Monday, October 15, 2012

Watch your Back

Reflections on a talk by Fr. Jim Corkery SJ, entitled

“Speak Freely - but watch your back”
Dissent and dissenters in the Catholic Church today

This is one of a series of lectures in St. Mary's RC Church, Haddington Road. The lectures are open to all and are of a high quality. They were instituted some years ago by the Parish Priest, Fr. Paddy Finn, and the series will henceforth be known as the Patrick Finn Lectures in his honour.

Fr. Corkery's talk was subtle and complex and I would need a lot of time and a script in front of me to fully come to terms with it. He was walking a tricky line on a subject that is controversial, sensitive, and positively dangerous for those dealing with it from within the current Roman Catholic Church.

So I am not going to attempt to convey what he actually said. Instead, I will confine myself to setting out what I took away from the lecture. So this is a subjective account for which Fr. Corkery can not be held entirely responsible. [CDF please note]

Traditionally "dissent" has involved people who wish to bring down the institution from which they dissent. But there is now a new kind of dissent within the RCC which aims at redeeming, or improving, the institution itself. The term has occurred with increasing frequency in official church documents from only as recently as the 1990s.

A careful analysis of church documents suggests that it is in order to freely undertake research into matters doctrinal and theological provided this does not result in public dissent. However, in the modern age of mass communications and intrusive journalism, it is very hard, if not impossible, to keep things under wraps, so the private eventually becomes the public.

You might therefore think that the instruction injuncts complete silence where the results of any such research appear to conflict with the current teaching of the church (the mysterious magisterium).

However, if you really put your mind to it, it's not that simple.

In the first place, what is the magisterium. There are varying levels of certainty and compulsion involved in church teaching. There's the truly infallible stuff, requiring the presence of 5 conditions, including the formal declaration of the infallibility of the teaching concerned. The Pope can teach infallibly, under these conditions. And this has only been resorted to twice in church history (the immaculate conception and the assumption). Ecumenical Councils of the church can also teach doctrines infallibly. Then there are the secondary objects of infallibility, which I would term infallible derivatives, which must be firmly accepted and held. And finally there is a whole lot of other stuff, which is less important. This last category would arguably include Humanae Vitae which is an encyclical and belongs to the ordinary papal magisterium.

So if you have a problem you can have a go at limiting the range of the compulsory magisterium. To assist you here, you should bear in mind that earlier church teachings on the acceptability of slavery and on there being no salvation outside the church itself, which were vehemently imposed on the faithful, have, in fact, changed over time. Also, from being forbidden to engage in serious theological conversation with our heretic Protestant brethern, we are now encouraged to enter positive dialogue with them.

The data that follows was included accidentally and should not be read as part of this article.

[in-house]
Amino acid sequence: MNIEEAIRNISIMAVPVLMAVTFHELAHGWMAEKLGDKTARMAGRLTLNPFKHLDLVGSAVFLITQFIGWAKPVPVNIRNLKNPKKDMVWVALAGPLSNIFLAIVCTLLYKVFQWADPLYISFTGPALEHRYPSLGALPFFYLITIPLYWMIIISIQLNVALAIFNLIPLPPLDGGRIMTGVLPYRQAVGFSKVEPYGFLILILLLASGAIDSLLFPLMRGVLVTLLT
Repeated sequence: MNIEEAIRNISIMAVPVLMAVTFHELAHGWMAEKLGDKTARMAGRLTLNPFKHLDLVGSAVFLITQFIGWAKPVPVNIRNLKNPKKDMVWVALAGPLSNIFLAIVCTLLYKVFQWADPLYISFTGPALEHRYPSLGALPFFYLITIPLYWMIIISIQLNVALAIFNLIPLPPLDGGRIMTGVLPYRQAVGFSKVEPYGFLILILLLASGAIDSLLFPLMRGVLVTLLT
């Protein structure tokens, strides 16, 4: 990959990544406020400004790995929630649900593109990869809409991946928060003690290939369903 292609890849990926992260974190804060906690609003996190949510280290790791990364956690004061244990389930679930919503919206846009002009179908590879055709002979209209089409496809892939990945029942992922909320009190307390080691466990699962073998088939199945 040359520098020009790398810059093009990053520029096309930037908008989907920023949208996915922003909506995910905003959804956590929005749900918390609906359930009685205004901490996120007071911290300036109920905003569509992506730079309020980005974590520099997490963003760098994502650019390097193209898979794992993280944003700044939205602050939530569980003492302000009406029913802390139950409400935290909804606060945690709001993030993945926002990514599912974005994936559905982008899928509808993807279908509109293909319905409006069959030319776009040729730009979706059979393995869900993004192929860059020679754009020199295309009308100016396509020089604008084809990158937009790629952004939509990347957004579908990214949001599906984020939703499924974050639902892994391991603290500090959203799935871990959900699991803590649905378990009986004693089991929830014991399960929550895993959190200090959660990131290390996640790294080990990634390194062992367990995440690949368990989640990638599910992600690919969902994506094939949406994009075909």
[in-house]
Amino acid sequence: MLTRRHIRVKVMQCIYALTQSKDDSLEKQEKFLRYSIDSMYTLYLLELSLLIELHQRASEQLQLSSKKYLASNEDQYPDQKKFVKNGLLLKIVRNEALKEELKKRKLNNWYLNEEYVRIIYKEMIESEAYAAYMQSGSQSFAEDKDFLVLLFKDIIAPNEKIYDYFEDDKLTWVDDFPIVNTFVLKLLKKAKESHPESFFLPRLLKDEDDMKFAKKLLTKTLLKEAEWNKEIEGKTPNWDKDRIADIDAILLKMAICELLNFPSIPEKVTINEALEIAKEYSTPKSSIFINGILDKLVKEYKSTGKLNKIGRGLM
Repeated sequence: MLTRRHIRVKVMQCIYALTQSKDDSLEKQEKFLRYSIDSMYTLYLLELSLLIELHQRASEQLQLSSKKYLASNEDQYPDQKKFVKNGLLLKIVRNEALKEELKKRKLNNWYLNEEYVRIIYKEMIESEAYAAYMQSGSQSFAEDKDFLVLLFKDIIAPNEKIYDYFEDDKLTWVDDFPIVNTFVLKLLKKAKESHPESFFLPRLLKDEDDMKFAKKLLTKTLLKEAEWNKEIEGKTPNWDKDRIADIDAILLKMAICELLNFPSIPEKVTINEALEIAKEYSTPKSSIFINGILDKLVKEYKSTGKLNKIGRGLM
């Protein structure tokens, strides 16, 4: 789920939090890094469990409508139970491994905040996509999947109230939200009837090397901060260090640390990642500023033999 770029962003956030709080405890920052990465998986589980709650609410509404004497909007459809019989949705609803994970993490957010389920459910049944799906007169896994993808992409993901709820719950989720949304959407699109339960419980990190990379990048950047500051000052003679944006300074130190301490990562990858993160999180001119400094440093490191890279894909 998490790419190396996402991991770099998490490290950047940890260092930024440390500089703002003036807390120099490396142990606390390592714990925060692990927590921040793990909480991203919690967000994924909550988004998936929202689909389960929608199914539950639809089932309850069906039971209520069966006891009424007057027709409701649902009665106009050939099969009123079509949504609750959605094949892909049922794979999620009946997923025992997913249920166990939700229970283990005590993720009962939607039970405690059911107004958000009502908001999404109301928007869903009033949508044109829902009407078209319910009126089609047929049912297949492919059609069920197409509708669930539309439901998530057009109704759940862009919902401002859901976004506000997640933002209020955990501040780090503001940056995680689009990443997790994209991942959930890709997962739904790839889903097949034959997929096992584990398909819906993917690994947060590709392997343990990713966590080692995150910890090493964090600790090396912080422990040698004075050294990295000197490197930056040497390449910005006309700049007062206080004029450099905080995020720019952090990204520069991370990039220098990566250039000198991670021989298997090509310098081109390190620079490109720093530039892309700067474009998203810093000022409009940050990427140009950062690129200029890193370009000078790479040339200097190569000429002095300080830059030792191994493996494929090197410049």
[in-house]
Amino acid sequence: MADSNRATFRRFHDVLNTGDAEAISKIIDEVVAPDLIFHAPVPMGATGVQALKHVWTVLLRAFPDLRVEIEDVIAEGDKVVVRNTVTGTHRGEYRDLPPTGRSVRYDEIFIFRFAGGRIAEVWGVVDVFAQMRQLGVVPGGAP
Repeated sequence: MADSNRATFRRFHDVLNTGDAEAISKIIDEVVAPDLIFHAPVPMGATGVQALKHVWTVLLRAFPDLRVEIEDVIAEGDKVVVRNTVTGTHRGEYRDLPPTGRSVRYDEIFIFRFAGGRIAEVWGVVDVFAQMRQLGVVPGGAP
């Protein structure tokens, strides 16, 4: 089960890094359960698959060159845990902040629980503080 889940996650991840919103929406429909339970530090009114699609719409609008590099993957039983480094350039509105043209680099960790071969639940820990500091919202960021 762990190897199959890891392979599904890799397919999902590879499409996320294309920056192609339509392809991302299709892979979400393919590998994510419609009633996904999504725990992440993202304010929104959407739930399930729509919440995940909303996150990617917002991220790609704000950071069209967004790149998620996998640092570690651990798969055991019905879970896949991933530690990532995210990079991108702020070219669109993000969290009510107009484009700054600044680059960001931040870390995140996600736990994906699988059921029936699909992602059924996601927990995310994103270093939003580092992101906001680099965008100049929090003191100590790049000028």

If challenging the breadth of the magisterium doesn't work, you can quibble over the question of public dissent. This is where the principle of double effect comes into play. As long as you can show you didn't set out to create a public fuss, you just might be able to construct a workable defence.

As the lecture was given on the 50th anniversary, to the day, of the opening of the Second Vatican Council, I had better not leave that out. One of the features of that Council was substitution of the hand me down hierarchical model of the church with a more inclusive and broader concept of the discerning of truth, with the Holy Spirit not simply revealing the divine will to the Pope in the privacy of his study, but rather operating in a more diffuse manner through the whole church. This is the idea of the church as the People of God and it carries with it the dangerous idea of reception (ie widespread acceptance) as a criterion for establishing truth. Tricky stuff, you'll have to admit. And it was sufficiently vague at the time to allow the Curia and the Pope to effectively ignore the Council and slide back into the old ways. However, now, 50 years later, questions are being asked.

So where does all this leave us. Some brave souls feel that the spirit of Vatican II is capable of being reclaimed and they are attempting to lead the church (including the ordinary faithful) along this path. Sadly, the silencing of many in this community of optimists suggests that those who currently hold the reins of power will not give it up without a bitter fight. They are already resorting to the modern equivalent of the inquisition.

So, in an attempt to confuse the enemy, I have awarded myself a NIHIL OBSTAT and an IMPRIMATUR. I understand, however, that, these days, even possession of valid versions of these splendid artifacts may not be a sufficient defence against Holy Supergag Orders from Vatican HQ.

So, speak freely, but watch your back.

1 comment:

  1. I have just been rereading a paper I gave to the L&H (UCD) in 1967 and the ironies, when you compare then with now, are enought to blow your mind.